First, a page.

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Economy & Tech

EDITORIAL | Ukraine Should Handle EU Aid Well to Prevent Donor Fatigue

Financial aid spread over 4 years would support resistance to Russian aggression. Ukraine now needs to show it has self-discipline in managing the enormous aid.

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Hungarian Prime Minister Viktor Orban (right) attends the EU emergency summit meeting in Brussels on February 1. (©Getty via Kyodo)

European Union leaders approved a budget of €50 billion EUR (around $54 billion USD) in financial support to Ukraine over the next four years. Its decision was announced on February 1, following an extraordinary summit meeting.

The 27 states in the EU agreed unanimously on the move. Their decision came after Moscow-friendly Hungary, which had opposed the aid, was cajoled into agreeing to it. 

This large aid package helps support Ukraine in its resistance to Russian aggression and is most welcome. Such financial support is highly significant for the cause of defending freedom and democracy from despotism.

After the decision, European Council President Charles Michel declared, "The EU is demonstrating leadership in supporting Ukraine." (Read his speech.)

Ukrainian President Volodymyr Zelenskyy participated online in the extraordinary summit. He welcomed the decision by saying, "It is no less important than military aid or sanctions against Russia."

Hungary's Reticence

The decision on funding was delayed in December 2023 after Hungary exercised its veto. Nonetheless, an agreement was finally reached after the EU pressured Hungary by threatening to freeze subsidies and take other measures against it. 

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Ursula von der Leyen, President of the European Commission and Volodymyr Zelenskyy, Ukraine's President attend the 'CEOs for Ukraine session during the World Economic Forum in Davos, Switzerland, January 16, 2024. (©Stefan Wermuth/Pool via Reuters)

Going forward, the EU has announced a plan to use the interest earned on Russian central bank assets held in the West. Those assets were frozen due to sanctions to support Ukraine. They focused on interest rather than outright confiscation of the frozen assets to avoid violating international law.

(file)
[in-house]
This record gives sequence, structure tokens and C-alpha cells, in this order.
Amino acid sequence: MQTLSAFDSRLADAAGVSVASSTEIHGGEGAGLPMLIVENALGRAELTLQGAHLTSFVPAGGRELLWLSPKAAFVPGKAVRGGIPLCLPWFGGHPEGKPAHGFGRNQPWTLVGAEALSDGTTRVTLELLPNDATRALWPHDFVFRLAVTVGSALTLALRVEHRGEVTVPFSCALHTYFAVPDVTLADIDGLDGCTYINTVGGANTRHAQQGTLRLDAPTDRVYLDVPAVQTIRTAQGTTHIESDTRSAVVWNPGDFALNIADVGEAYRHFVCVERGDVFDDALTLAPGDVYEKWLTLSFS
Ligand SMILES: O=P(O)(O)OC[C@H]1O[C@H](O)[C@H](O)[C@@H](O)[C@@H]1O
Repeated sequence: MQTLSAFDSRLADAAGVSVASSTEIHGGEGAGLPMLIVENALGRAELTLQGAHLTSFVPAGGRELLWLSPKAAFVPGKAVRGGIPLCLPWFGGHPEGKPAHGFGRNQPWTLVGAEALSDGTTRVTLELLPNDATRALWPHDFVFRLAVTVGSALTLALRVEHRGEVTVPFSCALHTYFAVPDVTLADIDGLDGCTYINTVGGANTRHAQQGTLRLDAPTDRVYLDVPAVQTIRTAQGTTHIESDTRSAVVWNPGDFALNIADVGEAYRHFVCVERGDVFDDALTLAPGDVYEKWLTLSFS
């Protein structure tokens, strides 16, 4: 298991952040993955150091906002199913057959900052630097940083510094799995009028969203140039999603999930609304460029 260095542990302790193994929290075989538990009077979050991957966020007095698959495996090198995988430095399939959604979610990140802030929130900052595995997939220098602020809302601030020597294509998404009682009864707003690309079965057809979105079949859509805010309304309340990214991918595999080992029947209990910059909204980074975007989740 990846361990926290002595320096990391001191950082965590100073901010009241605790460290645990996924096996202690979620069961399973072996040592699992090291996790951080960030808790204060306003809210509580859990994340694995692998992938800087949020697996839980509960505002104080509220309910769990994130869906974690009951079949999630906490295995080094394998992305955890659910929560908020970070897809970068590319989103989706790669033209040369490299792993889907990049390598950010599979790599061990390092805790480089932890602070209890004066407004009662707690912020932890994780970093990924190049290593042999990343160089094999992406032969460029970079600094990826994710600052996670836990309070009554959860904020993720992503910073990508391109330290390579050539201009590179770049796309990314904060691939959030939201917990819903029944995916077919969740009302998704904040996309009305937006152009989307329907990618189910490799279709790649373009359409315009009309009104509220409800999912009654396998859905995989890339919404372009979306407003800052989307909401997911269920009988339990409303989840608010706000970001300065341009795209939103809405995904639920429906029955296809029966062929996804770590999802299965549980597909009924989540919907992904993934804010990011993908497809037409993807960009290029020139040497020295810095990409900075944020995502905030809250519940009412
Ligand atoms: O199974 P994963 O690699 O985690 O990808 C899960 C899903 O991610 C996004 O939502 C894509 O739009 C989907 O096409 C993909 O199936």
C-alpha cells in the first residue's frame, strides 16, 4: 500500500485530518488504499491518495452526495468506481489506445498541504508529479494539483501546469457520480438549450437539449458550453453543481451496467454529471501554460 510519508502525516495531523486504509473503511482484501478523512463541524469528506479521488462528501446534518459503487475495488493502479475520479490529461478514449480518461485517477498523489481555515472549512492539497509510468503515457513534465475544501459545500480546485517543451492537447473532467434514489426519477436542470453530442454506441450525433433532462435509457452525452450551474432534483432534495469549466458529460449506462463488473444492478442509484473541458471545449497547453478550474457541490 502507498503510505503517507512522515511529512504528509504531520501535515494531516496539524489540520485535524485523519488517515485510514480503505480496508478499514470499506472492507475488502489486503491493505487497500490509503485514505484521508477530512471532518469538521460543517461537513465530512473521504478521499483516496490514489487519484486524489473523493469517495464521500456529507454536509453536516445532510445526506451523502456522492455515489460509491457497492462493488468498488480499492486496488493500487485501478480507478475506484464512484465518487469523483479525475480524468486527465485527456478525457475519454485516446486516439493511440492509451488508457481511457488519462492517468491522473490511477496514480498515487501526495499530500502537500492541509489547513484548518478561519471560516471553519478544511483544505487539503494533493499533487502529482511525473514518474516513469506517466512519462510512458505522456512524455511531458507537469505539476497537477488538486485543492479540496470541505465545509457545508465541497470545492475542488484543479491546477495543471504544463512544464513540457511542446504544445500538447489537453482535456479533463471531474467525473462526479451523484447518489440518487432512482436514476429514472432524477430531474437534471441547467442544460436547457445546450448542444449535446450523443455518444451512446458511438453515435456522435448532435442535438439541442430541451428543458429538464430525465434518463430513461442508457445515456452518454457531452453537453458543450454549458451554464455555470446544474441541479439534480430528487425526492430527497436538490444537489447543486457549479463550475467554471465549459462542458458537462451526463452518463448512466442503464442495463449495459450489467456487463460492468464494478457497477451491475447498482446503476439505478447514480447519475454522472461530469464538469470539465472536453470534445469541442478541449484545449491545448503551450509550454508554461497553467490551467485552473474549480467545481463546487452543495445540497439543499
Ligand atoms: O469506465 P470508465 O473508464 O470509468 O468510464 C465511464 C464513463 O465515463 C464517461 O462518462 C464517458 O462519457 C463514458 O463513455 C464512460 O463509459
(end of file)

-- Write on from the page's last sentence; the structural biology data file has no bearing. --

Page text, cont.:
Ending Corruption and 'Aid Fatigue'

Diverting the interest money to assist in the defense and reconstruction of Ukraine is certainly appropriate. We hope that by continuing to provide long-term, unwavering assistance to Ukraine, Europe will also dispel concerns about "aid fatigue." 

United States President Joe Biden hailed the EU's huge aid commitment as a "historic decision." Nevertheless, with the Russian aggressor digging in on Ukrainian soil, American support will be essential if Ukraine is to regain in full its freedom and national territory. Republicans in Congress, who have been cool to providing aid to Ukraine, should pass the pending US aid plan. That aid is worth approximately $61 billion USD.

Ukraine was plagued by widespread corruption even before Russia invaded. Now, Russia is spreading propaganda that aid is being siphoned off through corruption. More than ever, the Zelensky government must exercise greater self-discipline if it is to retain the trust of the parties providing Ukraine with assistance. 

Ukraine's President Volodymyr Zelenskyy meets with European Union Foreign Policy Chief Josep Borrell, amid Russia's attack on Ukraine, in Kyiv, Ukraine February 7, 2024. (Ukrainian Presidential Press Service/Handout via Reuters)

Japan-Ukraine Economic Reconstruction Promotion Conference

There is undeniable linkage between the situation in Ukraine and the situation in the Indo-Pacific region, including Taiwan. Japan needs to support Ukraine as well as impose sanctions on Russia for the sake of peace and stability for Japan and its surrounding region. 

The Japan-Ukraine Economic Reconstruction Promotion Conference is set to open in Tokyo on February 19. That forum will be a particularly important opportunity for Japan to show how it can contribute.   

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(Read the editorial in Japanese.)

Author: Editorial Board, The Sankei Shimbun

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